Frank Pignanelli & LaVarr Webb: A reluctant but necessary discussion on Trump and terrorism

The presidential race has a new focus on national security — and, of course, Donald Trump. We hate to even mention the guy’s name, because his key strategy is to dominate news coverage. But we can’t ignore his bigotry.

Has Donald Trump crossed the line from entertaining to downright frightening and dangerous?

Pignanelli: “So what if the media question Trump’s bending the truth. There never has been more truth bending from Washington, D.C., than right now!” —Iowa Trump supporter on NBC "Meet the Press."

The recent denunciations of Trump by Republican, Democrat, religious, community and business leaders is heartwarming and a testimony to the great soul of this nation. I will pile on with an additional perspective.

With a dark demeanor and weird hair, Trump is providing a public service. His comments are generating a hostile reaction that is unifying disparate factions and reminding the country of the principles that bind us. Further, he is illustrating that our democracy is not impervious to — and can breed — charismatic jingoistic power seekers whose ultimate ambition is tyranny. We must be ever vigilant against this threat, whether from Trump or another demagogue with cheap promises of security (and a worse haircut).

Normally Trump would be easily dismissed. But the dysfunction in Washington, D.C., and its inability to articulate a response to terrorism is creating the vacuum that the blowhard billionaire can fill with horrible rhetoric against Muslims. The partisan bickering has now fostered another terrible menace.

If 300 million Americans must endure the buffoonery for another six months, then we put the nonsense to good use for a massive "teaching moment."

Webb: Donald Trump will never be elected president. Thank goodness. But he is fully capable of electing Hillary Clinton and a Democratic U.S. Senate. He could care less about what’s best for America. He cares only about Donald Trump.

As a young man, I served my church in Indonesia, which has the world’s largest Muslim population — many millions of sweet, caring, wonderful Muslim people. To think that Trump would prevent citizens of this entire nation from entering my country is reprehensible.

Remember, our most important allies in the fight against Islamic terrorism are Muslims and Muslim countries. Islamic terrorists mostly maim and kill other Muslims.

Just as scary as Trump himself is the fact that some 30 percent of Republicans actually support him. I don’t like to offend people, but I worry about the intellectual capacity of these folks who seek simplistic answers to complex questions, who are so easily influenced by a charismatic charlatan, who seek a nonexistent political savior. Too many people get caught up in celebrity worship, the political equivalent of the Kardashians.

Thankfully, most Utahns are not so naïve. Polling by Dan Jones & Associates for shows some 65 percent of Utahns reject Trump’s views on banning Muslims. Trump’s presidential bid has only 13 percent support in Utah. He’s running even or behind Ted CruzBen Carson and Marco Rubio.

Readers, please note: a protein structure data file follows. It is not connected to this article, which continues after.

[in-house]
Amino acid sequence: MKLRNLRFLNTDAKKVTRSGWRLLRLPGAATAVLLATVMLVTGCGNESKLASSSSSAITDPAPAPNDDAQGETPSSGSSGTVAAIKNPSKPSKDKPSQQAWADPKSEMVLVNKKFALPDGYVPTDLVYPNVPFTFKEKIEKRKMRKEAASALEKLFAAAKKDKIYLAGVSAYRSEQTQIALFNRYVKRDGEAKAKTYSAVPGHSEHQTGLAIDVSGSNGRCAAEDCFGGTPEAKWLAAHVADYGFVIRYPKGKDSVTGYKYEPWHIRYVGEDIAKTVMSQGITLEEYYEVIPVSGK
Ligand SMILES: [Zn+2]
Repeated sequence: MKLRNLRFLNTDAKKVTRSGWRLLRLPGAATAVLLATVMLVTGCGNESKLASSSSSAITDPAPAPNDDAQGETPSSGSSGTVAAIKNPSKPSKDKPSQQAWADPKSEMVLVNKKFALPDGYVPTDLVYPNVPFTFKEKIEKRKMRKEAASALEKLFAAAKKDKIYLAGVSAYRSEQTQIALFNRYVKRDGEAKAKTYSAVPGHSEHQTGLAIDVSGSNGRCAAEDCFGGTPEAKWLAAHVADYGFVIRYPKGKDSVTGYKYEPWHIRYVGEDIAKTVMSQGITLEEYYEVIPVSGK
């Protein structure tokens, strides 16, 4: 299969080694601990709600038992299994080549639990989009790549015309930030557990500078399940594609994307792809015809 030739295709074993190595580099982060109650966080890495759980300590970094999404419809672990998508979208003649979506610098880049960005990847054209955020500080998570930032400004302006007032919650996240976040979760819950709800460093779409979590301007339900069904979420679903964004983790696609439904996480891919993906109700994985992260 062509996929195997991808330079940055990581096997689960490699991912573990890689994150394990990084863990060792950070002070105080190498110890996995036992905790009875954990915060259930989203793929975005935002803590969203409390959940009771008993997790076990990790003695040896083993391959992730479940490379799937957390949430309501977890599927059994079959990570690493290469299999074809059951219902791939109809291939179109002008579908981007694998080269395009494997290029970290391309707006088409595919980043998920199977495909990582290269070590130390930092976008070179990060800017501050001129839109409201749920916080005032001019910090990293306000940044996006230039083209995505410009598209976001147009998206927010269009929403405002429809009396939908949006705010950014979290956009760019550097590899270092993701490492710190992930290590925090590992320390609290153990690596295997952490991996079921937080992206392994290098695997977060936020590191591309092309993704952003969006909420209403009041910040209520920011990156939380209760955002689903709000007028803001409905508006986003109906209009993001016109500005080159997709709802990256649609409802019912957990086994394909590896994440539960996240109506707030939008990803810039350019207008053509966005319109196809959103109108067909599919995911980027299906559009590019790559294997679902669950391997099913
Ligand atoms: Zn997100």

Remember, it’s not a big leap from Muslims to Mormons to Jews or whatever other religion Trump decides to persecute.

In his speech to the nation, President Obamaoutlined his approach to dealing with terrorism at home and abroad. Was the speech adequate for the occasion and inspiring enough to spur action?

Pignanelli: The Democrats I listened to in the media or encountered during the days following the speech gave a ho-hum critique of the president’s presentation. (Of course, I endured the usual stream of complaints from Republicans.) Many hoped Obama would have given an emotional delivery to rally the nation and restore confidence. He didn't.

Perhaps Obama is channeling the fear and confusion plaguing the nation’s capital on this matter. There is much shouting and finger wagging. But our leaders have no real plan. We have never faced an enemy with such tactics.

I am optimistic that the White House will recover its footing, develop a strategy, and reach out to the nation for support. The alternative to this dream is a real nightmare.

Webb: Obama’s trumpet continues to give an uncertain sound. The speech was a dud. Obama didn’t say anything new and he certainly didn’t inspire Americans or make them feel safer or more patriotic.

The terrorist attack in San Bernardino has reignited national security issues related to NSA’s desire to collect bulk phone records. Was it a mistake to restrict NSA’s data-collecting program?

Pignanelli: No expert has argued that NSA retention of these records would have prevented this and other tragedies. Such information, if needed, can be accessed by the subpoena of communications service providers. A strong response to the terrorists must be coupled with an equal determination to prevent government overreach.

Webb: Banning bulk collection of phone records is completely ridiculous. Anyone who isn’t a terrorist has absolutely nothing to worry about. Who has been hurt by this practice? Only bad guys. Amazon, Microsoft, Google, Facebook and your local department store know far more about you than the NSA ever will. Ted Cruzand others of his ilk are fearmongers who place political expediency over national security.